In conversation with Canadian author Annette Lapointe

Image provided by Annette Lapointe.

From the COVID-19 pandemic and murder hornets to important civil rights protests and one of the most nail-biting elections in American history, 2020 was certainly a roller-coaster ride of emotions.

Now that we are beginning a new year, it’s essential to find time to calm our frayed nerves, take a breath and focus on what lies ahead. So many people are hurting from the strife of last year — emotionally, physically and spiritually — both individually and as a society, so healing becomes a critical process but it can also be very difficult and very messy.

The newest novel from Alberta-based author Annette Lapointe engenders this dichotomy. Released on one of the final days of 2020, And This is the Cure is Lapointe’s third novel in her body of work. She has also published You Are Not Needed Now, a collection of short stories, as well as two novels, Whitetail Shooting Gallery and Stolen, which was nominated for the Scotiabank Giller Prize in 2006. She is a graduate of the University of Manitoba, having completed her PhD in contemporary literature in 2010.

And This is the Cure is told from the perspective of Allison Winter, a pop-culture radio host who finds herself re-navigating parenthood, overcoming a troubled past and confronting a conservative Christian family, all in the wake of her ex-husband’s murder.

The inspiration for a novel like this struck at the strangest of times — the original idea occurred to Lapointe while she was listening to Tori Amos and making homemade vegetarian pizza.

“I was feeling quite pleased with myself, but I suddenly thought, ‘A child would have nothing but contempt for me. They’d know I’m not cool,’” she said. “I don’t have children, but the scorn of an […] 11-year-old really staggered me, and I began to play with a scenario in which a child that age might express her complete disdain for adult cool.”

This imaginary child eventually developed into the character of Allison’s daughter, Hanna, “and the story [was] built around her.”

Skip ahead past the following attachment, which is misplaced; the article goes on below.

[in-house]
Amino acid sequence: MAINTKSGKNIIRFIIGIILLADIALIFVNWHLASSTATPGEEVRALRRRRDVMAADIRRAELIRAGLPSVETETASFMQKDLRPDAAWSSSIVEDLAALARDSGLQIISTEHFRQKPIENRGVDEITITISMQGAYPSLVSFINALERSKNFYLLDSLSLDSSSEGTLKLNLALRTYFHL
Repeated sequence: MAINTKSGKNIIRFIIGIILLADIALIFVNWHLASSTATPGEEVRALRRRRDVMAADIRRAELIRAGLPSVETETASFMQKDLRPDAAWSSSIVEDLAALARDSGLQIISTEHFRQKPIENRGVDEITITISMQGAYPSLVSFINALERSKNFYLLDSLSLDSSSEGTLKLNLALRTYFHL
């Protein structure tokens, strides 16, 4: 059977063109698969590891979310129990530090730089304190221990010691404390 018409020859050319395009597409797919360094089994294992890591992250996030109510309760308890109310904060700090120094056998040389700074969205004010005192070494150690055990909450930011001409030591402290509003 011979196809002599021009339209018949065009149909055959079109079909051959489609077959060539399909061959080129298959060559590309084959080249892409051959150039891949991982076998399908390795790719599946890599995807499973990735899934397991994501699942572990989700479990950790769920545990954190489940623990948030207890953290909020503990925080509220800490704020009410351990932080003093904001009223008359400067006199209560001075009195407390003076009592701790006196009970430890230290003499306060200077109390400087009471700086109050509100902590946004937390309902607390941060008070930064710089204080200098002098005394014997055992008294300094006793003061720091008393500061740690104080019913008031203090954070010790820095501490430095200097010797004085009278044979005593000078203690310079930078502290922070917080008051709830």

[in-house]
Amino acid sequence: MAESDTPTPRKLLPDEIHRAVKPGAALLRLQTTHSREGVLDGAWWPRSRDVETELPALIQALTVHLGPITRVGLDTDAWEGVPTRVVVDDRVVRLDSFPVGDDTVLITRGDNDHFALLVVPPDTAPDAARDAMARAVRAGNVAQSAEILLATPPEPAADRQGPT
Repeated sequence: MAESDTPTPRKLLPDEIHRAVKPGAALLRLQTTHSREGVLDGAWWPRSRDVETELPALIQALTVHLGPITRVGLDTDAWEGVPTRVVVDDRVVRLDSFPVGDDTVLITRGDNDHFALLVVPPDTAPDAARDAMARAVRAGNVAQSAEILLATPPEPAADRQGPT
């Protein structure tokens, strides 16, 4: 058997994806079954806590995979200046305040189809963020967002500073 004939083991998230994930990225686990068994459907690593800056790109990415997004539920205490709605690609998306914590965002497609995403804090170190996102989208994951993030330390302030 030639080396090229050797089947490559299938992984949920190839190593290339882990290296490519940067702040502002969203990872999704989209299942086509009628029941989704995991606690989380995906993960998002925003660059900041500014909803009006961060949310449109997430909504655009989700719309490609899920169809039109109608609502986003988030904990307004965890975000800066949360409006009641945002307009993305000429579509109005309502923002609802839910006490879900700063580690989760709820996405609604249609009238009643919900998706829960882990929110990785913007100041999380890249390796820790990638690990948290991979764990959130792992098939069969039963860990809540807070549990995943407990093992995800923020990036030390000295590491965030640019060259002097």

Unlike Lapointe’s other novels — which were set in Saskatchewan — most of And This is the Cure uniquely takes place in Winnipeg with some glimpses of Toronto, Ont. thrown in.

“This really did become my Winnipeg novel,” said Lapointe. “I had to live in Winnipeg for a long time before I could write about it, and then leave the city for work and miss it extravagantly.

“Winnipeg was an essential setting, too, because of its music scene and its constant state of creativity. Toronto functions as a foil to Winnipeg: bigger, glossier, more mainstream, more the centre of the cultural world — at least for Canada.”

When asked about the prevailing theme of healing in And This is the Cure, she said, “healing is a constant process, I think, in being alive. The world causes damage to the people in it, even if that damage isn’t caused intentionally or malevolently […] healing becomes a matter of survival — we either heal or we die, and that second option isn’t a very appealing one.”

Though healing and redemption play a large role in this dark story, Lapointe would also like readers to come away from the novel with the humble understanding that “confidence is an illusion.”

“We never really know what we’re doing, we just make it up as we go along,” Lapointe said.  “This can be part of a career, or being someone’s adult child, or being in love, or being a parent or otherwise negotiating with the world.”

And we, individually and as a society, have been negotiating with the world for a while — going on nigh one year.

Lapointe said that the quarantine hasn’t sparked much new work, but it has allowed her to revisit old or unfinished work “and take them out for new attempts.” When she is not doing that, though, she goes “about the business of being alive” — teaching English at Grande Prairie Regional College, walking her dog, reading, cooking and sewing.

When asked about her next publication plans, Lapointe shared some good news: “I learned that my short story ‘Starveling’ will appear in Prairie Fire magazine this April, so I’m excited about that.”

Finally, to the next generation of writers, Lapointe encourages persistence and commitment to the craft.

“Many young writers become frustrated because they don’t ‘get good’ right away,” she said. “Becoming a writer is about pushing through the period when your abilities don’t match your aspirations and continuing to create, because you will get it sooner or later, as long as you don’t give up.

“And […] make sure that your taste, your sense of what good writing is, is maintained — read a lot, and read work by good authors.”

And Lapointe would know — she speaks from experience. Consistent writing from a young age and years spent consuming Margaret Atwood, Larry McMurtry, Miriam Toews and William Gibson have helped her pave the way to becoming one of those good authors as well.


Annette Lapointe’s third novel, And This is the Cure, is available for purchase from Amazon or through your local McNally Robinson Booksellers, Indigo or Chapters.